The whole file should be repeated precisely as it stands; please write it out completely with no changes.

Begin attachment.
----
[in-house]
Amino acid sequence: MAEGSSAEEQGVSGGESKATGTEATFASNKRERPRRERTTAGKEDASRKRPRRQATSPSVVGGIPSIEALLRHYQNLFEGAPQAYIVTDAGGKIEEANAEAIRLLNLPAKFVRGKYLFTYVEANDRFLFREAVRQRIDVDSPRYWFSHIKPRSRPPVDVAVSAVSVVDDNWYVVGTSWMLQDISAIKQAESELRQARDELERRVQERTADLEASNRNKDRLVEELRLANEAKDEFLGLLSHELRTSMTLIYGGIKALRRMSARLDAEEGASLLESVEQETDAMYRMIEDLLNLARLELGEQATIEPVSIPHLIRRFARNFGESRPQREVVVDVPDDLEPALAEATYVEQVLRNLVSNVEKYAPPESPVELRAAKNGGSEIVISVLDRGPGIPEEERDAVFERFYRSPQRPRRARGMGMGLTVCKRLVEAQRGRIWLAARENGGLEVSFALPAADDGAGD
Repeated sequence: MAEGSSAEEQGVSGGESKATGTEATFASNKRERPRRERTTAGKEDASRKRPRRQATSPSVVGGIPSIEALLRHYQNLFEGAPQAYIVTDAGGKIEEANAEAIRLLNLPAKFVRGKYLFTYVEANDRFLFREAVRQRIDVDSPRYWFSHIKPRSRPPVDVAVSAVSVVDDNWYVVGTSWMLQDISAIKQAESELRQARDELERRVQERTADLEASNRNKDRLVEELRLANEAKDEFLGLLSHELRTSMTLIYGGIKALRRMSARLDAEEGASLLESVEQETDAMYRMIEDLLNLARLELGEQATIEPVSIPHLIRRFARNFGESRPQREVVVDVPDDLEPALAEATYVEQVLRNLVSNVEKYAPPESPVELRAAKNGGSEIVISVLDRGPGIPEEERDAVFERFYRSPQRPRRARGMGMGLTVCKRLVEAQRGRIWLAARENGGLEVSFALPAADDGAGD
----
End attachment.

[in-house]
Amino acid sequence: MAEGSSAEEQGVSGGESKATGTEATFASNKRERPRRERTTAGKEDASRKRPRRQATSPSVVGGIPSIEALLRHYQNLFEGAPQAYIVTDAGGKIEEANAEAIRLLNLPAKFVRGKYLFTYVEANDRFLFREAVRQRIDVDSPRYWFSHIKPRSRPPVDVAVSAVSVVDDNWYVVGTSWMLQDISAIKQAESELRQARDELERRVQERTADLEASNRNKDRLVEELRLANEAKDEFLGLLSHELRTSMTLIYGGIKALRRMSARLDAEEGASLLESVEQETDAMYRMIEDLLNLARLELGEQATIEPVSIPHLIRRFARNFGESRPQREVVVDVPDDLEPALAEATYVEQVLRNLVSNVEKYAPPESPVELRAAKNGGSEIVISVLDRGPGIPEEERDAVFERFYRSPQRPRRARGMGMGLTVCKRLVEAQRGRIWLAARENGGLEVSFALPAADDGAGD
Repeated sequence: MAEGSSAEEQGVSGGESKATGTEATFASNKRERPRRERTTAGKEDASRKRPRRQATSPSVVGGIPSIEALLRHYQNLFEGAPQAYIVTDAGGKIEEANAEAIRLLNLPAKFVRGKYLFTYVEANDRFLFREAVRQRIDVDSPRYWFSHIKPRSRPPVDVAVSAVSVVDDNWYVVGTSWMLQDISAIKQAESELRQARDELERRVQERTADLEASNRNKDRLVEELRLANEAKDEFLGLLSHELRTSMTLIYGGIKALRRMSARLDAEEGASLLESVEQETDAMYRMIEDLLNLARLELGEQATIEPVSIPHLIRRFARNFGESRPQREVVVDVPDDLEPALAEATYVEQVLRNLVSNVEKYAPPESPVELRAAKNGGSEIVISVLDRGPGIPEEERDAVFERFYRSPQRPRRARGMGMGLTVCKRLVEAQRGRIWLAARENGGLEVSFALPAADDGAGD